What can you learn from the Yes campaign?

Emotional appeals aren’t everything. You need facts and figures.

The Better Together campaign was about the rational. Alistair Darling quizzed Alex Salmond about the economy, what currency we would use, what the impact on jobs would be. This is important, of course, but it’s boring. There wasn’t any emotional appeal. It was a total snoozefest. This failure meant that polls started to show leads for the Yes campaign and caused Better Together to panic.

What can you learn from the No campaign?

No matter what YouGov says, quantitative surveys aren’t all they are cracked up to be. Dan Hodges put it best during the referendum when he pointed out that the poll which showed the Yes campaign had its first lead was the result of just 13 people saying they would be voting yes. If you’d asked them on a different day, got them in a different mood, or asked others, the results could have changed drastically and the entire narrative of the campaign would have been very different.

With surveys, you need to back up the data. Look at search trends and combine this with some qualitative analysis from interviews and focus groups to get a much stronger idea of what your results mean.

The turnout for Scotland in the 2010 General Election was almost 64%. For the Independence Referendum it was almost 90%. What’s more, 97% of Scottish citizens registered to vote. In marketing speak, 97% of Scotland entered the sales funnel and 85% of them responded. I’d kill for those sorts of stats.

So, what’s the difference between the referendum and the general election? The referendum was seen as important — it would have a tangible effect on people’s lives.

That’s why you need to find out what matters to your target audience and use it as a hook to solve their pains.

Copyright © 2014 Steve Haynes, SEO and site optimisation consultant for inbound marketing agency, Tomorrow People.

Can your marketing make people feel good?

July 07, 2014 by Sharon Tanton

Feel good clouds{{}}Many small business owners feel uncomfortable about marketing. Some positively hate it.

A new client of ours — the head of a very successful consultancy — has shied away from marketing for years because to him, it feels intrinsically wrong. In his eyes, markeing is putting on an act, pretending to be something you’re not. Like many people, he thinks there’s a dishonesty at the heart of marketing that doesn’t sit easily with the way he feels about himself or his business.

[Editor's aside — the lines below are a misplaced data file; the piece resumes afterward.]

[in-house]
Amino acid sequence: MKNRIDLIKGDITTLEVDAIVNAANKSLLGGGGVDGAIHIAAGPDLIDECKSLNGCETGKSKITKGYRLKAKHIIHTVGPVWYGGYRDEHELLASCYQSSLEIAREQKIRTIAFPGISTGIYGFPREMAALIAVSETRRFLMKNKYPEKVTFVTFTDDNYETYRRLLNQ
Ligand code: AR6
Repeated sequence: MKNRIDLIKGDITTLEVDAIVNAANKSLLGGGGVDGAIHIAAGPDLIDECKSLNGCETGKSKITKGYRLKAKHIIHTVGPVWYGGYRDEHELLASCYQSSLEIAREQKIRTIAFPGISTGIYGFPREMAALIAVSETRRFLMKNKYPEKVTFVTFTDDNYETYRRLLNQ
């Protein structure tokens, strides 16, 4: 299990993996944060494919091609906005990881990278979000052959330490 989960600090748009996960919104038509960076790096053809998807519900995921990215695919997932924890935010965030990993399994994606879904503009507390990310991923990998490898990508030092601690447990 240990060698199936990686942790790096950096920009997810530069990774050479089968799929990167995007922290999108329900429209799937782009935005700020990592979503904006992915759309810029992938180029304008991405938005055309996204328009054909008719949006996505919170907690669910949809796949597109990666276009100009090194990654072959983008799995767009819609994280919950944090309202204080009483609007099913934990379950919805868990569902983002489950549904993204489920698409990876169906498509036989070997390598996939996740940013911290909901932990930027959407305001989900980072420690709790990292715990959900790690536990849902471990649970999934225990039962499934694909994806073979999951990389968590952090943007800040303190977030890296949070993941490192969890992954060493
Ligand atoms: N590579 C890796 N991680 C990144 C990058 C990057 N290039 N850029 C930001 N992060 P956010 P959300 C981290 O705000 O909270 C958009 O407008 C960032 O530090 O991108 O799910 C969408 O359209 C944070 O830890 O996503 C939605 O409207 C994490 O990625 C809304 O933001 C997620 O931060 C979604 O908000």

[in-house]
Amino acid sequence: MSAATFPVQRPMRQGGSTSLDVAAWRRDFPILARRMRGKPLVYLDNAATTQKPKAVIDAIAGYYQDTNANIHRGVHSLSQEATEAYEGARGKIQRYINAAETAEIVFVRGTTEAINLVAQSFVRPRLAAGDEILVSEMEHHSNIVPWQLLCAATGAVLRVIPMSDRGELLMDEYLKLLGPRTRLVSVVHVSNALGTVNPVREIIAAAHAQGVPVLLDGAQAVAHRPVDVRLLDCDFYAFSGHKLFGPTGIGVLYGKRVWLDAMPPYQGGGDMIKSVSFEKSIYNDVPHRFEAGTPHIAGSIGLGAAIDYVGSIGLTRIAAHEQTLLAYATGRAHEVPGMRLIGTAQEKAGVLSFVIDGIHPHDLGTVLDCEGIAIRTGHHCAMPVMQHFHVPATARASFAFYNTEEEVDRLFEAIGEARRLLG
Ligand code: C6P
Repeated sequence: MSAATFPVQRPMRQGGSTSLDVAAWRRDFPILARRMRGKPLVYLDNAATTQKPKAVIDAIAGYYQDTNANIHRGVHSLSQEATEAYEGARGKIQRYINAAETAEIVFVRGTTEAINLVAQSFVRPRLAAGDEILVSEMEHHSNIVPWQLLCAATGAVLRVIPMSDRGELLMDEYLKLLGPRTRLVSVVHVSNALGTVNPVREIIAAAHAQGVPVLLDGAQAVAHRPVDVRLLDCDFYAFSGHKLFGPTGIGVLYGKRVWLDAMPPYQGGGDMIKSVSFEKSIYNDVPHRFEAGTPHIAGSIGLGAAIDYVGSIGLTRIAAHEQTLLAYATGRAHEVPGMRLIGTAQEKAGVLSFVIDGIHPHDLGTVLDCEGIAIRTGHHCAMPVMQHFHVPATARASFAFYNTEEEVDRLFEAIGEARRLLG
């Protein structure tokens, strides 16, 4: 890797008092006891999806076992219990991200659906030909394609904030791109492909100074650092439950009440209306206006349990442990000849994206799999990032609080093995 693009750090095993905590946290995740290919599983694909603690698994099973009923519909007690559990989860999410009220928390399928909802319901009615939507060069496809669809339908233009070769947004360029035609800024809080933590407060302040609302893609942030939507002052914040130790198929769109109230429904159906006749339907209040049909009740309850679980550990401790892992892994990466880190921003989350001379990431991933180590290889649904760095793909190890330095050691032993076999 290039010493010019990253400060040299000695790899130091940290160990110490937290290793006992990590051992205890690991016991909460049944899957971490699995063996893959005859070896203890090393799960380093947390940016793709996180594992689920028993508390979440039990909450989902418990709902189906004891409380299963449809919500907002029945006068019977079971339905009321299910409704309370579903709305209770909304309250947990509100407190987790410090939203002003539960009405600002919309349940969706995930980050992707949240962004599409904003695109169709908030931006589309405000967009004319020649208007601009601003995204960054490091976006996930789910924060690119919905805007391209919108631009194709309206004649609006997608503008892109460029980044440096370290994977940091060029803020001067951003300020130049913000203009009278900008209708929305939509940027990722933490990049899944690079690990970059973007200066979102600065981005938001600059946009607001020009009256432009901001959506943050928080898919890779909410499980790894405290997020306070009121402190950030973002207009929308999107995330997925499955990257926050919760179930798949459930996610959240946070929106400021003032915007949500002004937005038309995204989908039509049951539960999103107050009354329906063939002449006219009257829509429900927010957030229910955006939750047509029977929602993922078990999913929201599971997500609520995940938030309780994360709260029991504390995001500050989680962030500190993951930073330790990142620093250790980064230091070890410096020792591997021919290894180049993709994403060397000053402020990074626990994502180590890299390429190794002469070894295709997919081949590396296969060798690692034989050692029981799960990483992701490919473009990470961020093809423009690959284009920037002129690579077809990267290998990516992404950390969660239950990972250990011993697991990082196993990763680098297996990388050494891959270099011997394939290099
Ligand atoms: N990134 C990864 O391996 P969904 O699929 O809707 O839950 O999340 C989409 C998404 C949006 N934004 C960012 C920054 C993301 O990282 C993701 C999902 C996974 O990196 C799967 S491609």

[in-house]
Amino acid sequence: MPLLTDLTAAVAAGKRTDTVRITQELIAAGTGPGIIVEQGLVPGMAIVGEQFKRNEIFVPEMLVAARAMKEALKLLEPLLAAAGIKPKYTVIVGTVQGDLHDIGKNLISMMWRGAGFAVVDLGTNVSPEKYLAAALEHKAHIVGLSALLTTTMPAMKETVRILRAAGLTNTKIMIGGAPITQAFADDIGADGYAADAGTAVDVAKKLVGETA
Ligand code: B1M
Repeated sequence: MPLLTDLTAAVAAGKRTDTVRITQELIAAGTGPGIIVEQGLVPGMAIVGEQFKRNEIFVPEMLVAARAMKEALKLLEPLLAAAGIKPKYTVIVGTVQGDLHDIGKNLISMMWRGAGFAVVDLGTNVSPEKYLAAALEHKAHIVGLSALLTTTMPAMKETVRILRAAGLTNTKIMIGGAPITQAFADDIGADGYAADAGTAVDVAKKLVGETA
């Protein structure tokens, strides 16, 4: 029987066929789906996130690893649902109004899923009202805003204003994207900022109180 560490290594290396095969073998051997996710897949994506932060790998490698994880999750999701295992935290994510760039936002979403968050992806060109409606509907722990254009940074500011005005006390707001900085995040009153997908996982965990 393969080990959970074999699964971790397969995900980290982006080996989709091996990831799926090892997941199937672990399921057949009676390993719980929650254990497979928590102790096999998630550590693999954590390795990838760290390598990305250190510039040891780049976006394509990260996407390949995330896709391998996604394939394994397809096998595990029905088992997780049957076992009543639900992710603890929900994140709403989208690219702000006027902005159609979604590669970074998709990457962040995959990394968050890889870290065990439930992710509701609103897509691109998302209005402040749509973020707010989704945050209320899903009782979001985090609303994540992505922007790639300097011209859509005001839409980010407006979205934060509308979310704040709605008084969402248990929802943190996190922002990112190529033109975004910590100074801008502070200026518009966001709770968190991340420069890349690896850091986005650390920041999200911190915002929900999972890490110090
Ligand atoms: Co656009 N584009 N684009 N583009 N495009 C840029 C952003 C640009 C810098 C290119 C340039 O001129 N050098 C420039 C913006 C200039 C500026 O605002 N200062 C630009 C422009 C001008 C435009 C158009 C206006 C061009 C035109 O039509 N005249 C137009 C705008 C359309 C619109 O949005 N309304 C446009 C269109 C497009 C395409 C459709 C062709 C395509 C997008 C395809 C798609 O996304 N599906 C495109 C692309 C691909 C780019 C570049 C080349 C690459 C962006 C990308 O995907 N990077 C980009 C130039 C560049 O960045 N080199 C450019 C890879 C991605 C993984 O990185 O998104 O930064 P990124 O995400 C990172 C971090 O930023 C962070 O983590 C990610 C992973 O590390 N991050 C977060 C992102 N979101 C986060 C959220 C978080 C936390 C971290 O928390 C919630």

He’s not the only one. Pretending to be something you’re not is never a good feeling.

Don’t be a pushy marketer

We all have a short fuse when it comes to being marketed at by pushy marketers — cold callers, spammy emails, incessant amazing never-to-be-repeated deals (until tomorrow, that is, when you get them again). And that means we don’t want to be that pushy person ourselves 

We say look at marketing differently. When you approach marketing from the standpoint of ‘how can we help our customers better?’ rather than ‘how can we sell more stuff?’ it becomes easier. And, it works more effectively. It’s easy to switch off from a marketing message, it’s not so easy to switch off from something that genuinely answers a question that’s been really bugging you.

Right now, it would be impossible for me not to click on something that showed me how to get my 16-year-old son to revise.

You’ll stop seeing it as pushing, lying, or manipulation if you don’t push, lie or manipulate. Create marketing content that is genuinely helpful and you take the pressure off yourself.

Of course feel-good marketing is only possible if what you’re selling makes a difference. But that doesn’t mean you have to be Greenpeace, it just means you genuinely want to improve your customers’ lives.

Do good to feel good. That’s feel-good marketing.

Sharon Tanton is an expert contributor to Marketing Donut, creative director at Valuable Content and co-author, with Sonja Jefferson, of Valuable Content Marketing. 

Marketing lessons for start-ups - from Julia Roberts

February 05, 2014 by Marc Duke
Marketing lessons for start-ups - from Julia Roberts/Julia Roberts{{}}

   Image: epublicist on Flickr

Do you remember the bit in Pretty Woman when Richard Gear asks Julia Roberts her name? Her response is start-up marketing gold dust: “whatever you want it to be”.

How many times have you heard a pitch from a start-up which goes along the lines of: “Our product is unique. No-one else does what we do.” This is especially common in business-to-business services. Ask the same start-up who their competitors are though and they often say: “We don’t have any competition as our proposition is unique.”